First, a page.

Choose the Right Airplane for Your Sequatchie Sojourn

Several amphibious aircraft will get you where you want to go for your Sequatchie Valley adventure.

An Icon A5 aircraft on a river

An ICON A-5 is an ideal aircraft for touching down on the many rivers and lakes in Southeast Tennessee. [Photo: Jim Barrett]

The Sequatchie Valley appeals because of its dramatic scenery away from the crowds, yet proximity to a number of airports and waterways upon which to land. Depending on the activities you plan during your visit, you may go a number of different routes when it comes to a choice of airplane—but our recommendation is to keep things flexible with an amphibious aircraft that allows you to drop in on both land and water.

Modern: ICON A5

In the air, the ICON A5 shows off a carbon-fiber design with truly docile low-speed handling characteristics, and serious stall and spin resistance. The A5 cruises at 85 knots indicated airspeed—and you can fly with the windows removed at 75 kias. It’s powered by a fuel-injected, 100 hp Rotax 912.

When it’s time to land, the 1,510-pound light sport aircraft gives the pilot two options: pavement or water. On dry land, the A5 uses a tricycle-gear configuration with a castering nosewheel. For a water landing, the A5’s gear tucks up into the hull—there are no struts or sponsons to mar its clean lines.

In front of the pilot and passenger lies the brains of the A5, with a couple of options. The A5 transitioned from a Garmin aera 796 multifunction display and GPS to a Garmin 3X Touch in 2021. The 3X Touch gives owners the chance to add a two-axis autopilot. It also comes standard with ICON’s ballistic airframe parachute system (IPS) and an angle-of-attack indicator. The A5 makes an ideal modern amphib platform.

Classic: Lake LA-250 Renegade

The Lake Aircraft 250 Renegade is a capable amphib all around with a range of up to 1,036 nm, running at around 132 kias. [Photo: Lake Amphibian Club]

Because Lake Aircraft (under various owners) has delivered more than 1,300 aircraft over its 70-year history, pilots conjure up its silhouette when they think of the word “seaplane.” With a center-mounted Lycoming IO-540 engine (in 250 hp or a turbocharged 270 hp version) and twin sponsons, the Renegade, introduced in 1982, follows in the footsteps of the 1950s-era Buccaneer.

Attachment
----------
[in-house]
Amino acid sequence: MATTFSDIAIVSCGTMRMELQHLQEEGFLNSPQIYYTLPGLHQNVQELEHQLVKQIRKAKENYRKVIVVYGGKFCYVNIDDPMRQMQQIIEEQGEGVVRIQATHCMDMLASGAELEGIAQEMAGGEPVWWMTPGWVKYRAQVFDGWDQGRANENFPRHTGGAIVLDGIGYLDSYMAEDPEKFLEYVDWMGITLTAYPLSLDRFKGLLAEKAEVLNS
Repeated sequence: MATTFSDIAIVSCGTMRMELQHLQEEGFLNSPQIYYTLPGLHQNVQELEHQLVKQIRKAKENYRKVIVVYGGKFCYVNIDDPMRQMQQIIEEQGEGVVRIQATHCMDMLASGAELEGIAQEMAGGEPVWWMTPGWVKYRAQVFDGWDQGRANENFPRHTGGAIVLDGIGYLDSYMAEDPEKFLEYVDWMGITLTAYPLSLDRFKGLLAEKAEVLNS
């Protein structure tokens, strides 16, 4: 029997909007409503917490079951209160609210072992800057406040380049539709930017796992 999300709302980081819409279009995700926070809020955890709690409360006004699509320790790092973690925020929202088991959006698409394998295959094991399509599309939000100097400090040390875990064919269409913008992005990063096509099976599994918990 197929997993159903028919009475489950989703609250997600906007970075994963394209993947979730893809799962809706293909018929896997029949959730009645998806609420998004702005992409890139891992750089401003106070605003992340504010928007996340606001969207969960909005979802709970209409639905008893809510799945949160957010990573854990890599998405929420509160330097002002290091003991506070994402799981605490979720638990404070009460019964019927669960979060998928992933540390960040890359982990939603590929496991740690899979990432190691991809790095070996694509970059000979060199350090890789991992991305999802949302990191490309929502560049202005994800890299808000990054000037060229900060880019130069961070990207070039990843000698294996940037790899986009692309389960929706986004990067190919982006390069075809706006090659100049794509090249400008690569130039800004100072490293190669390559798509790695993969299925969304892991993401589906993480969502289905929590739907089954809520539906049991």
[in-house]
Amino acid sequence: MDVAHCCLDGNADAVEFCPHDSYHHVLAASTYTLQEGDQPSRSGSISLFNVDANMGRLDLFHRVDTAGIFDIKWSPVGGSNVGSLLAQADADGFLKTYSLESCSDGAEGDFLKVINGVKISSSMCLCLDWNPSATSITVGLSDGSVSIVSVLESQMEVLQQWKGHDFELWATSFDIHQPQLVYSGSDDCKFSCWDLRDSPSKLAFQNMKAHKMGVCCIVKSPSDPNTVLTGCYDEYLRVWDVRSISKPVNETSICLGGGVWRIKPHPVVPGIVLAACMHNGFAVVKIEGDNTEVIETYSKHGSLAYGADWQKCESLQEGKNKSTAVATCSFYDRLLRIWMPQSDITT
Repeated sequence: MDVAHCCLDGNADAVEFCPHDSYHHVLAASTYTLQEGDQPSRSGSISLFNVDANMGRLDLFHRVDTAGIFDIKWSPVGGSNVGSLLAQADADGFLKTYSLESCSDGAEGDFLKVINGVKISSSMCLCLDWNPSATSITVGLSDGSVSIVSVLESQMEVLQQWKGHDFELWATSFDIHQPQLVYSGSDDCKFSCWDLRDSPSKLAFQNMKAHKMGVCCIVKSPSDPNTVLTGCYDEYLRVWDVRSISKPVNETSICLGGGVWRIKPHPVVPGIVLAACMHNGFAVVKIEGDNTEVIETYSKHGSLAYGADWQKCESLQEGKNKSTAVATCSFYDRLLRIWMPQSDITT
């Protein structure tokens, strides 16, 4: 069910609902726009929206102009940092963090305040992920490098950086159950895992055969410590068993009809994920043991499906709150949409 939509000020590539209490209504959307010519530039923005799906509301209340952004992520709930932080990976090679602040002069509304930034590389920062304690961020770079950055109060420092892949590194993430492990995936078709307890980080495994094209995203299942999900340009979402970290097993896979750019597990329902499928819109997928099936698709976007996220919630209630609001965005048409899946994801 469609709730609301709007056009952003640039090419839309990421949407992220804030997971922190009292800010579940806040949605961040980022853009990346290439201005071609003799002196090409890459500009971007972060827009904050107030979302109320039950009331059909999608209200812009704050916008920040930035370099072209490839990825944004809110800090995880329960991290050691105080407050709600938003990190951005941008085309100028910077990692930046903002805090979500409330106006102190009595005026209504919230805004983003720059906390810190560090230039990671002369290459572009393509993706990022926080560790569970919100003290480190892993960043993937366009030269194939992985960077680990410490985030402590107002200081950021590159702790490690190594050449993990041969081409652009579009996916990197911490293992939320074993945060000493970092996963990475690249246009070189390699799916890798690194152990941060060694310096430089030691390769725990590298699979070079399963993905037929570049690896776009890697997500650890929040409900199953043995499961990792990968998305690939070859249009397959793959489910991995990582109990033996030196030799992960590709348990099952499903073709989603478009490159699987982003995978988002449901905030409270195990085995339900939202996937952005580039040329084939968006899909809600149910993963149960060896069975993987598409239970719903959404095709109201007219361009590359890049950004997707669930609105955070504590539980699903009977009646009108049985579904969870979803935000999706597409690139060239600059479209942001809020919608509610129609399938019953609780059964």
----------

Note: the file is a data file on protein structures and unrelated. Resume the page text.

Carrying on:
The Renegade weighs 3,050 pounds at max gross, with a useful load of more than 1,000 pounds, depending on the engine. With seats for up to six people, you can take more friends or family along on the adventure with you. It’s a capable amphib all around, with the ability to fly IFR and a range of up to 1,036 nm, running at around 132 kias.

The company’s assets are up for sale, including the type certificate, but the classic amphib—available on the used market—offers flexibility for pilots who want to go further and faster before they splash down.

Utility: Cessna 180 Series on Floats

A Cessna 180 on floats can get you in and out of waterways with ease. [Photo: iStock]

If your adventure in the Sequatchie Valley involves outdoor pursuits, such as rock climbing, camping, or fishing, you might consider the workhorse of the outback: the Cessna 180 series of airframes on floats.

Fitted with Wipaire’s Wipline Model 3000 floats, the Cessna 180 series can haul quite a bit of people and gear, and it retains the easy in-flight handling characteristics of those Cessna models, the 180, 182, and 185, depending on which model you find in this varying marketplace.

You can also adapt your airframe to floats, though not all models can make the transition. In the process, you may be able to upgrade with a Kenmore supplemental type certificate (STC) offering a gross weight increase to 3,190 pounds, augmenting useful load by about 240 pounds.

This article was first published in the 2022 Southeast Adventure Guide edition of FLYING Magazine.

Based in Maryland, Julie is an editor, aviation educator, and author. She holds an airline transport pilot certificate with Douglas DC-3 and CE510 (Citation Mustang) type ratings. She's a CFI/CFII since 1993, specializing in advanced aircraft and flight instructor development. Follow Julie on Twitter @julieinthesky.

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